Kazakhstan v Ireland, 5pm
7 September ~ Giovanni Trapattoni needs a lot more than three points from today's World Cup Group C qualifier in Kazakhstan. He needs to convince Ireland's fans that he isn't a managerial back-issue, irrevocably betrothed to cobwebbed tactics and antiquated coaching. He also needs to show them that they can look forward to something a bit more interesting than another two years – or, if Ireland crash and burn, 13 months – of the same. More than anything else, he needs to give Irish people a reason to care about his team again. The reasoning behind this isn't entirely sociocultural or sporting.
The expensive Aviva Stadium in Dublin is a millstone around the FAI's neck: they can't shift more than a small handful of the venue's ten-year premium corporate tickets and the red ink is spreading.
John Delaney, the unpopular but impregnable chief executive, desperately needs some full houses during these qualifiers. A turkey of a performance today, followed by the seemingly inevitable defeat against Germany next month, would see a lot of empty green seats when Austria and Sweden – never mind the Faroes and Kazakhs – come to town.
The bloodbath of Euro 2012 gave devastating confirmation that this side's negativity is useless if the opposition happen to be good – Spain, Croatia, Italy and Russia have all pulled them apart in the past year – so the build-up to this campaign has been sombre. The mood got worse when Darron Gibson pulled out of the squad, saying that he was still hurting at being left on the bench for the entirety of Euro 2012.
Gibson, not always the most cheerful man, makes an unlikely martyr given how modest his performances for Ireland have been to date. He would almost certainly have started against Kazakhstan because Keith Andrews, Keith Fahey and the much-maligned Paul Green are all unavailable. Instead, James McCarthy of Wigan – who has his own history of irritable brushes with Trap – is in midfield, not before time in the minds of many.
The rest of the side looks conservative and safe: the limited Simon Cox on the left, Aiden McGeady again invited to flatter to deceive on the right, the vulnerable Stephen Ward in situ at left-back and Glenn Whelan picking up a 43rd cap.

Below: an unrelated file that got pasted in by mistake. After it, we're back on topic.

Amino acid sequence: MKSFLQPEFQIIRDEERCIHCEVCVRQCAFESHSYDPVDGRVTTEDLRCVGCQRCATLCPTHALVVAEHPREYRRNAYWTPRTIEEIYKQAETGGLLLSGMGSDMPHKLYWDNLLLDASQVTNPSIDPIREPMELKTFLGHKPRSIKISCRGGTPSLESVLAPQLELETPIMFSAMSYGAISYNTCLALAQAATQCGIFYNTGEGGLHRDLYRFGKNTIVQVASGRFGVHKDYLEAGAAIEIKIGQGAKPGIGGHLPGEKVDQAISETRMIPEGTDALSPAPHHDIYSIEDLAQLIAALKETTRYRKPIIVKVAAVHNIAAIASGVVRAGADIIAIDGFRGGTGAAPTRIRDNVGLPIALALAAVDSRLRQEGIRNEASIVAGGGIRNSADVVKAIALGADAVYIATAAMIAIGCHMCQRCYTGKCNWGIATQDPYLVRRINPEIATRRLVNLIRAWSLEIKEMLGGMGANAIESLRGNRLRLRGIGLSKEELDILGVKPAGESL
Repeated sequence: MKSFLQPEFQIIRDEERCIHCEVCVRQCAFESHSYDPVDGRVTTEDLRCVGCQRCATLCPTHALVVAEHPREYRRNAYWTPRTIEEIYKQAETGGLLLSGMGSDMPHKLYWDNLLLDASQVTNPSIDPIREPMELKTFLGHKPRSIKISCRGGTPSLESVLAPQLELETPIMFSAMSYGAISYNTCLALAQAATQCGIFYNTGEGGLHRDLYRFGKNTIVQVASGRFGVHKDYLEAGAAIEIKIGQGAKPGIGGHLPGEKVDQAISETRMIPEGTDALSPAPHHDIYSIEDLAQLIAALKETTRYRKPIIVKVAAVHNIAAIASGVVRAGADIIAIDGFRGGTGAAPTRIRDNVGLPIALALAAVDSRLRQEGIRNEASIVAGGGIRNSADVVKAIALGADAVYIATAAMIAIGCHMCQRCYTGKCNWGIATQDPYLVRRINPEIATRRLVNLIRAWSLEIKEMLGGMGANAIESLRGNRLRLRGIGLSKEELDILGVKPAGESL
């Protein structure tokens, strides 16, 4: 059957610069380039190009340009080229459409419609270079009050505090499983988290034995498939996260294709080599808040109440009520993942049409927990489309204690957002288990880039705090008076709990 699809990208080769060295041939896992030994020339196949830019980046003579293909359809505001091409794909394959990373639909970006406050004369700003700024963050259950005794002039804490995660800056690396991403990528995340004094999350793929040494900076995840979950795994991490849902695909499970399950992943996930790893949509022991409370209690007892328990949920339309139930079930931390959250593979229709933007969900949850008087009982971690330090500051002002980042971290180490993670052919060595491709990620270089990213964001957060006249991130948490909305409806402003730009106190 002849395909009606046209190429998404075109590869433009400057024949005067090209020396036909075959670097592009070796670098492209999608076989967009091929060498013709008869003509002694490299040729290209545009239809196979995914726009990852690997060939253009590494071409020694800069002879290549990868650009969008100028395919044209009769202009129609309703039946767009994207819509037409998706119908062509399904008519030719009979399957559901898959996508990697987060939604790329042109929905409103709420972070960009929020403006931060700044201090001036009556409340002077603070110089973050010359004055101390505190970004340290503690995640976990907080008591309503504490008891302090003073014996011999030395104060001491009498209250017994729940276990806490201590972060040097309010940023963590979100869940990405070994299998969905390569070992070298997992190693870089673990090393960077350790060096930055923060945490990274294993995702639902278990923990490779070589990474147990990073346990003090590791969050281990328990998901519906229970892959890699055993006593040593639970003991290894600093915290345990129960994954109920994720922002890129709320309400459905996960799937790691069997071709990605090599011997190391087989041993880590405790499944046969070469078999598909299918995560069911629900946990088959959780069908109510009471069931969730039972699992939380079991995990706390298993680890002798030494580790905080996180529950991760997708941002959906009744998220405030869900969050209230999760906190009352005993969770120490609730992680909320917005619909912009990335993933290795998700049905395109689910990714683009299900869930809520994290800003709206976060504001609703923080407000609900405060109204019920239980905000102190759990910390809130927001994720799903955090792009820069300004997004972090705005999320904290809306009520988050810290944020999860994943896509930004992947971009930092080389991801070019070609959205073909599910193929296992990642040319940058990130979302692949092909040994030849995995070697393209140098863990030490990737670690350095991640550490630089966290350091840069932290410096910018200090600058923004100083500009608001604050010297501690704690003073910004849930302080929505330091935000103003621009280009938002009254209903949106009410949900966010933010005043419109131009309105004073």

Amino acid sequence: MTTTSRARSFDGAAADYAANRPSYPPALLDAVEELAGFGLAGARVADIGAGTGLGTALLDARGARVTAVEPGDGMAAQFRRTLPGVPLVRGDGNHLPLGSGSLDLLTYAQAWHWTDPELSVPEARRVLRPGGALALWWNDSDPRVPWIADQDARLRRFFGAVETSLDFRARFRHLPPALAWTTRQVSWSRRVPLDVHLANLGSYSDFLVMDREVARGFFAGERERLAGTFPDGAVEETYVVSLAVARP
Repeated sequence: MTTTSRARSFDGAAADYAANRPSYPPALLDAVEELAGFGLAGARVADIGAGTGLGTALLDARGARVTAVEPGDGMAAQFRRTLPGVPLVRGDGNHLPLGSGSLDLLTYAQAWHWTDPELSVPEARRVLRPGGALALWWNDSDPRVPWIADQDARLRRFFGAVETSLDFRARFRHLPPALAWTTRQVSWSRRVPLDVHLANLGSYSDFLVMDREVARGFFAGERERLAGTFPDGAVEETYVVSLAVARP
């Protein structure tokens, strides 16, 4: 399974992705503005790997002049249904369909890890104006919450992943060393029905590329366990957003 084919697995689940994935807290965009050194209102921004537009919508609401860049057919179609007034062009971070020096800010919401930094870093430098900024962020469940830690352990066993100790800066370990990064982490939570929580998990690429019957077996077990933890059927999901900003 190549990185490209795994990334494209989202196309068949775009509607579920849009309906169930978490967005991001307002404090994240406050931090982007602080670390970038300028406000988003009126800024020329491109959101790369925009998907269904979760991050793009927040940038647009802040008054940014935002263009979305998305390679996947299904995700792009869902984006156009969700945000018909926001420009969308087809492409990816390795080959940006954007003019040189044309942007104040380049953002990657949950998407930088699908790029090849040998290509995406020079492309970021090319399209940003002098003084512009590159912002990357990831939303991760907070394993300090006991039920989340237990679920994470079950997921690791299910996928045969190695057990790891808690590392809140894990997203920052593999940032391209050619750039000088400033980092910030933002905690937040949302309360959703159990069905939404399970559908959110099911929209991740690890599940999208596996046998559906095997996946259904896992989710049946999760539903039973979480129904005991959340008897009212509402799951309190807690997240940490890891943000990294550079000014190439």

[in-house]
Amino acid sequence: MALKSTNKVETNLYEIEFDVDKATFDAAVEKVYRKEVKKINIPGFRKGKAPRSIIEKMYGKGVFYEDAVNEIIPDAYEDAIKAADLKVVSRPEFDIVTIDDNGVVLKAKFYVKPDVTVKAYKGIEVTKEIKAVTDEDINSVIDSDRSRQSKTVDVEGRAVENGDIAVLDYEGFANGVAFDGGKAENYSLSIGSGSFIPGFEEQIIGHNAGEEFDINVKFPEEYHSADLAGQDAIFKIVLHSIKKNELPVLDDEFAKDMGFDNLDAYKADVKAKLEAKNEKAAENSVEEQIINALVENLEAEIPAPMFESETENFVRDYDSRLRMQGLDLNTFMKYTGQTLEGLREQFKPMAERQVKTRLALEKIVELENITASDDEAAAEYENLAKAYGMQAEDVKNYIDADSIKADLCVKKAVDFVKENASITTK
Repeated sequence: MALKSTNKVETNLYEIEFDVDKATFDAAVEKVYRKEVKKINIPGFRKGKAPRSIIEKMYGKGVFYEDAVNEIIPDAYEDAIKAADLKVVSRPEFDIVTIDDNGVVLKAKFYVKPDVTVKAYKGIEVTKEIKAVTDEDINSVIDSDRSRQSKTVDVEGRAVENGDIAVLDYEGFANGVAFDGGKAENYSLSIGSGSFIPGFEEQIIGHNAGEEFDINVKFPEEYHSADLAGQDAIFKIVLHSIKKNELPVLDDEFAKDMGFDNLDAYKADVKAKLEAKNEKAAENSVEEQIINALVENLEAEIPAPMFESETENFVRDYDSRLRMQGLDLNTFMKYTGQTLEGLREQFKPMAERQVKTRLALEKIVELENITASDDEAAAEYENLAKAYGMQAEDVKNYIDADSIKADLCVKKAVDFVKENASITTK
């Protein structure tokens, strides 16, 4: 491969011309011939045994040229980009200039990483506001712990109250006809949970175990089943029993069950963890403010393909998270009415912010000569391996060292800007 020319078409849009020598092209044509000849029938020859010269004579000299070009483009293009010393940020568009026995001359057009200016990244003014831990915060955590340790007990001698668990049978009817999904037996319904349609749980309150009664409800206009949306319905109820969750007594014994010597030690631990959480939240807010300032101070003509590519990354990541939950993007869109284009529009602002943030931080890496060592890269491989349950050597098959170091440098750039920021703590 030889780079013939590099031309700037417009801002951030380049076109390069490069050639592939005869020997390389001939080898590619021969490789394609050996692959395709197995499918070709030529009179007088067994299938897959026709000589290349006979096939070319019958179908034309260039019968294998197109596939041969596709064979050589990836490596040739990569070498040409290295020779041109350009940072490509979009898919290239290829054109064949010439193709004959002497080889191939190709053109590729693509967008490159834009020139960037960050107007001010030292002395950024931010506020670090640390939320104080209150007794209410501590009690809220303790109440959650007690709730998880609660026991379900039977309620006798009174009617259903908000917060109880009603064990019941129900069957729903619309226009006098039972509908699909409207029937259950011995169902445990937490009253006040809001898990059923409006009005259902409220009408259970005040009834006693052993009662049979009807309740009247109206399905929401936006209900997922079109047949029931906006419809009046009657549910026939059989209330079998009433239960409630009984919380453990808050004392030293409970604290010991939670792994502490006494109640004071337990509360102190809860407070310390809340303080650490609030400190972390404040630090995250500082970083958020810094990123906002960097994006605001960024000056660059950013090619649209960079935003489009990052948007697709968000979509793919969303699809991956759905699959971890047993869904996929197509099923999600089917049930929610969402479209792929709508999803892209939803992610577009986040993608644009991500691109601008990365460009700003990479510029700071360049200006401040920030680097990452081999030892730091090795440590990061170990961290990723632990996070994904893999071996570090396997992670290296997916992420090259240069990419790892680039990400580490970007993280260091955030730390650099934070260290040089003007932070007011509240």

Only one of the four senior citizens that Trap took to Poland will play tonight. The legendary Shay Given and Damien Duff quit international football last month, while Richard Dunne is out with a groin injury. Robbie Keane clings on, seemingly exempt from having to make way for the in-form Shane Long. Keane could score a goal or two today – Kazakhstan are poor – but that would be no more than a figleaf. His days of posing a goal threat to strong teams are long gone.
This group looks bleaker for Ireland the longer you gaze at it. Sweden are likely to have too much for them and Germany will be in unforgiving mood after blowing up in the semi-final of Euro 2012. At worst, it's imperative for Ireland to finish ahead of Austria, thus retaining some sort of decent seeding which would prevent them slipping down into the fourth pot.
Kazakhstan have lost most of their qualifiers since joining UEFA in 2004 but tend to avoid heavy beatings (the 5-1 at Wembley in 2008 being among the few exceptions) and are difficult to break down at home. Even under more expansive managers than Trapattoni, Ireland have never been great at opening up stubborn minnows. A long and life-sapping evening at the gleaming, many-girdered Astana Arena looms ahead. Jonathan O'Brien